These peaches looked delicious, even though they were seconds. As I'm allergic to peaches (no, that's real, even though you didn't believe me for years), I have been eating them this summer because they're just so delicious. I just wait until I'm ready to be uncomfortable for awhile.

This peach extravaganza and canning jubilee gave us the opportunity to teach Angel how to can and also let me refresh my memory. I don't know if I'd go out of the way to do it for myself, but maybe when I have my own garden I'd want to can my stuff. It's actually not that hard and pretty fun. Here's what I learned:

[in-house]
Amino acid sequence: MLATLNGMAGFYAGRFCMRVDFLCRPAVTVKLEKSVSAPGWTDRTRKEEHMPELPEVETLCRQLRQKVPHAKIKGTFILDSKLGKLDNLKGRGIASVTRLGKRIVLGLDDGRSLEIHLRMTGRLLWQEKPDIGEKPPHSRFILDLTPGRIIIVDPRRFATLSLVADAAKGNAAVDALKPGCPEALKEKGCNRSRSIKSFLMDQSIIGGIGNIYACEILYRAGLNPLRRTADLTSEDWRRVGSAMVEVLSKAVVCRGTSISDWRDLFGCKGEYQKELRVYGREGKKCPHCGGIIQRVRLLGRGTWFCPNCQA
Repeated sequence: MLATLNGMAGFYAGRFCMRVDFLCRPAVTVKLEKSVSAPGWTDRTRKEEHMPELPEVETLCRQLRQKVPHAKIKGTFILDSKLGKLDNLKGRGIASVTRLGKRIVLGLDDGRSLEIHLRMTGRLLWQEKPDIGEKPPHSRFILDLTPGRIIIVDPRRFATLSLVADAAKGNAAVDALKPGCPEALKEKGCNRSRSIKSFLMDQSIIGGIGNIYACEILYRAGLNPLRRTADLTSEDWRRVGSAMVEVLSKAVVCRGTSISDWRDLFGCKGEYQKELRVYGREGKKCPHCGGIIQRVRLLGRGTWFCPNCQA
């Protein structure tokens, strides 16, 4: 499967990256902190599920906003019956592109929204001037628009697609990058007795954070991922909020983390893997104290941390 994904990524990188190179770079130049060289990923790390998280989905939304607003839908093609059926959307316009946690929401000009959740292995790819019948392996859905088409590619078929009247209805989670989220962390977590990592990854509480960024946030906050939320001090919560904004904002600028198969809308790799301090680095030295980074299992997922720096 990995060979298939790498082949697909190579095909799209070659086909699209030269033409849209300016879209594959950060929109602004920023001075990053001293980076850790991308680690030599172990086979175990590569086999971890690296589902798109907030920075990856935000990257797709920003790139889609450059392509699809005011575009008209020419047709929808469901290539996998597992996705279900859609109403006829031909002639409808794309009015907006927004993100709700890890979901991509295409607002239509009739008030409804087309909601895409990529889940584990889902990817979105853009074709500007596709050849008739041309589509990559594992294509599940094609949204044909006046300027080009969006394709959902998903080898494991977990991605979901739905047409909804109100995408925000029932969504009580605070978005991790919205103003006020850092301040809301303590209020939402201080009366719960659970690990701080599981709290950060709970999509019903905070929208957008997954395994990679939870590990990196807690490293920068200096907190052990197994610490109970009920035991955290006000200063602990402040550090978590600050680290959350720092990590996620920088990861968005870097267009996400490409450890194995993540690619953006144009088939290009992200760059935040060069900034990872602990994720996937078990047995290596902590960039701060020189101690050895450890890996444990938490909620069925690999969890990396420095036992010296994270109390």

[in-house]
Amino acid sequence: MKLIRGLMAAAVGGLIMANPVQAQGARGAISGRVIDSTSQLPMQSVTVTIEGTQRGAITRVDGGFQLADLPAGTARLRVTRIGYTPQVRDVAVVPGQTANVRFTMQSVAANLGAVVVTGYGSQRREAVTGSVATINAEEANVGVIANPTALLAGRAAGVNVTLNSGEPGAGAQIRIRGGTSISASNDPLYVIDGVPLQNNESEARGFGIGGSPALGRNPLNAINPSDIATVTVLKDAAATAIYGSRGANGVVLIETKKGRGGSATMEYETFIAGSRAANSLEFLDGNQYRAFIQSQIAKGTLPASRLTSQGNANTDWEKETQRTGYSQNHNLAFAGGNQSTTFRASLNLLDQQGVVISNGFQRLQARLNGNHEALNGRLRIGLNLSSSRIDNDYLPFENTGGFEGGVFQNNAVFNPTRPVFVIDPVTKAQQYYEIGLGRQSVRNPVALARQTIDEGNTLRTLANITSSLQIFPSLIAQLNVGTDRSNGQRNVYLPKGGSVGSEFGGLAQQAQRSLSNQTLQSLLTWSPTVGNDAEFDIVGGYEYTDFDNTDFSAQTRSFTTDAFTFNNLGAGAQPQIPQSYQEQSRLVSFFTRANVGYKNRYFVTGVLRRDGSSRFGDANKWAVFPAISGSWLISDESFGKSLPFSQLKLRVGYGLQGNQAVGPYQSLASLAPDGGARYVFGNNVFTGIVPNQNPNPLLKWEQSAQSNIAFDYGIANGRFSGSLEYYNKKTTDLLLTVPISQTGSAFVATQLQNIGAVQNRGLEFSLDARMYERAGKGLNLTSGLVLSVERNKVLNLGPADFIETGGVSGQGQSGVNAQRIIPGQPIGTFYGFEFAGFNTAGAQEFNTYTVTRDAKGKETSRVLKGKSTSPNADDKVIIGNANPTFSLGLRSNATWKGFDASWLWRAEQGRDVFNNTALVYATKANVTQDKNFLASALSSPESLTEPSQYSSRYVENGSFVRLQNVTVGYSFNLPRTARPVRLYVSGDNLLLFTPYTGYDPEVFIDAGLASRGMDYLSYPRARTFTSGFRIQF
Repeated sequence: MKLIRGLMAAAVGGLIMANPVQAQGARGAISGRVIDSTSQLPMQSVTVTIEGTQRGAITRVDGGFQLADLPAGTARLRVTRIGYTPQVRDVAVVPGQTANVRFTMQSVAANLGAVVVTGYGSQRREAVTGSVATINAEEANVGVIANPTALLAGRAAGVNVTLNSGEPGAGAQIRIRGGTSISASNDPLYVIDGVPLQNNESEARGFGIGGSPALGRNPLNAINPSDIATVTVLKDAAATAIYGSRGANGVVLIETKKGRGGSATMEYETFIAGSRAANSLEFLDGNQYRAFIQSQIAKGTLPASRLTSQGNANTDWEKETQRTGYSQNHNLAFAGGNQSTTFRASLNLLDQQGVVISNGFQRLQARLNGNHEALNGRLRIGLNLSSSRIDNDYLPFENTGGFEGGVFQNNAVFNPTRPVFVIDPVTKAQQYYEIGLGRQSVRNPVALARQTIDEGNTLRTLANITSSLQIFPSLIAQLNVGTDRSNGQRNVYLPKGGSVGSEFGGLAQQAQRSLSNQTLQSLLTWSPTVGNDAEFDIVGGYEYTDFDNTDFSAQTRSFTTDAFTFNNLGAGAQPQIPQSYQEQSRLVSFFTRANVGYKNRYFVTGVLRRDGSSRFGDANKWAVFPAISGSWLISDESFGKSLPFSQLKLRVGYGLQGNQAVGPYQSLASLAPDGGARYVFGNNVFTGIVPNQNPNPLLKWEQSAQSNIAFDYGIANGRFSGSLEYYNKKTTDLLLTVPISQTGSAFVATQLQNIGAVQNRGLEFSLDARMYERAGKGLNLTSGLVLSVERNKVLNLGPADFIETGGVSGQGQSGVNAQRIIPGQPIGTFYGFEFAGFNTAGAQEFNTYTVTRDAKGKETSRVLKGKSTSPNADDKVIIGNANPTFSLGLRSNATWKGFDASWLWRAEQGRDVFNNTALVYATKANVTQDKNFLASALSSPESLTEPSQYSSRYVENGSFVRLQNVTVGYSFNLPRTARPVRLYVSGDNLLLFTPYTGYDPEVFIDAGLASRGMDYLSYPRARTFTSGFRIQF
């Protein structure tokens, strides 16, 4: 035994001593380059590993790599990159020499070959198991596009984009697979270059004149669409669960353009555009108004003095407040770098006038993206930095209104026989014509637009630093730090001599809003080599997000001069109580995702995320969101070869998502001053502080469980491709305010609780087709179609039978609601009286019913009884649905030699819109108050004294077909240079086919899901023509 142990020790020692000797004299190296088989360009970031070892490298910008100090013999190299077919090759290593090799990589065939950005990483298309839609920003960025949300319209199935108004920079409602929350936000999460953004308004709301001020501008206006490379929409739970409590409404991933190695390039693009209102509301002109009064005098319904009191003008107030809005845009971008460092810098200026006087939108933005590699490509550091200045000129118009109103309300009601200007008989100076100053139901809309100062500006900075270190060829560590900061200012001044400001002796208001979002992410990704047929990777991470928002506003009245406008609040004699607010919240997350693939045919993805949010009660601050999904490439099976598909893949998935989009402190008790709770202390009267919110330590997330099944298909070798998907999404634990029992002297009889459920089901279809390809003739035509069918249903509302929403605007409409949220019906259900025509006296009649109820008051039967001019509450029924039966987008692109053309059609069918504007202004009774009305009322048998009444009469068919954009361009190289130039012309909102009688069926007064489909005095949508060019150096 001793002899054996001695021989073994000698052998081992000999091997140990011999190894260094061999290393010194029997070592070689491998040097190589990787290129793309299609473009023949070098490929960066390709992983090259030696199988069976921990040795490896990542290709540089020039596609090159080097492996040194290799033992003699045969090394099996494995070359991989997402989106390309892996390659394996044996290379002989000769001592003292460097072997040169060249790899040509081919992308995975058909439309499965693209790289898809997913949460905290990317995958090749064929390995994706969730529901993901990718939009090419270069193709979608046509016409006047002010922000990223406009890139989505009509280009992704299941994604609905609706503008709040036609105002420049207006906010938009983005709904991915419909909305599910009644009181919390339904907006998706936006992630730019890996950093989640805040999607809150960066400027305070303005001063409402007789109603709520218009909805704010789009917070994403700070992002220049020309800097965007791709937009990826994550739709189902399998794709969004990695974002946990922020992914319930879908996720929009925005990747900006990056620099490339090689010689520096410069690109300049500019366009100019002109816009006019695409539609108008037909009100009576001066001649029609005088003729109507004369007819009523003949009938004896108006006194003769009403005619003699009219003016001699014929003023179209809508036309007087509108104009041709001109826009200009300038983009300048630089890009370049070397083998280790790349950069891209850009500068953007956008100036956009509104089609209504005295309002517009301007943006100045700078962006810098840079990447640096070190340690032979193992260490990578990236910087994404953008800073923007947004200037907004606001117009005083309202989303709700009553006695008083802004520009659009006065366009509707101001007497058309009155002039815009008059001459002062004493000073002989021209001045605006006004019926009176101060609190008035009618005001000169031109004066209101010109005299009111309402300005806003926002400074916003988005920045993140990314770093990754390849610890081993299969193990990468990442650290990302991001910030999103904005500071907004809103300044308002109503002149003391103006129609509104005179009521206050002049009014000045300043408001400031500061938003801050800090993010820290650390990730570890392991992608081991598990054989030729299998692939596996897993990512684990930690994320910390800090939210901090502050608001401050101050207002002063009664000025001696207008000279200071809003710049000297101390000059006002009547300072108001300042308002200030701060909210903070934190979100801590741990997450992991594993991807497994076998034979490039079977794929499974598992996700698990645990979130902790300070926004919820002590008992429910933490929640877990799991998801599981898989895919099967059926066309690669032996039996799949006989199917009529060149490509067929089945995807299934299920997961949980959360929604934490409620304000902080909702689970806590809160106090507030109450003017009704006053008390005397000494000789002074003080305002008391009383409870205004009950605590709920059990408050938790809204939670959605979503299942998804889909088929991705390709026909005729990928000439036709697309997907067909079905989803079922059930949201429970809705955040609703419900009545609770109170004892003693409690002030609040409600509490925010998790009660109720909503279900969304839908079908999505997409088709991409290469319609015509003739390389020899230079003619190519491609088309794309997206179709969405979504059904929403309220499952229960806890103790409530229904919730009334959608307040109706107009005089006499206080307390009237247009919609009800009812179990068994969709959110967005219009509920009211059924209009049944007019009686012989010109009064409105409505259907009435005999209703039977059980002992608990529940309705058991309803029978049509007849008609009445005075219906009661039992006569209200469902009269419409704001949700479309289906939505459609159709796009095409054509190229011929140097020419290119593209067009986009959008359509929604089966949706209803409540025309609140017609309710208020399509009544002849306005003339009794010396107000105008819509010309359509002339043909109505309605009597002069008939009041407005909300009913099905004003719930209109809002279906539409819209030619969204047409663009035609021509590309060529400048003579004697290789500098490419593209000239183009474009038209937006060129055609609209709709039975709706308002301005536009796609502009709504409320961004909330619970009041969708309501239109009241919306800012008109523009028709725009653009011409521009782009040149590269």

1. Sterilize the jars (especially if you have a particular husband whose diet-angst makes him more particular)
    2. Peel peaches. This step is a bitch (excuse me even tinier tiny public but it's the best word for it). I think we can safely conclude that you DO NOT want to refrigerate your peaches before you peel them. If they are room temperature, you just boil them for half a minute and rub the skin off. If you refrigerate them, pray to God for the end to be near because this will not be easy
    3. Make a simple syrup flavored with whatever you like (vanilla beans works for us) and put the sliced peaches in a jar and cover with the syrup.
    4. Boil the jars so the lid gets sealed.
    5. Store and feel satisfied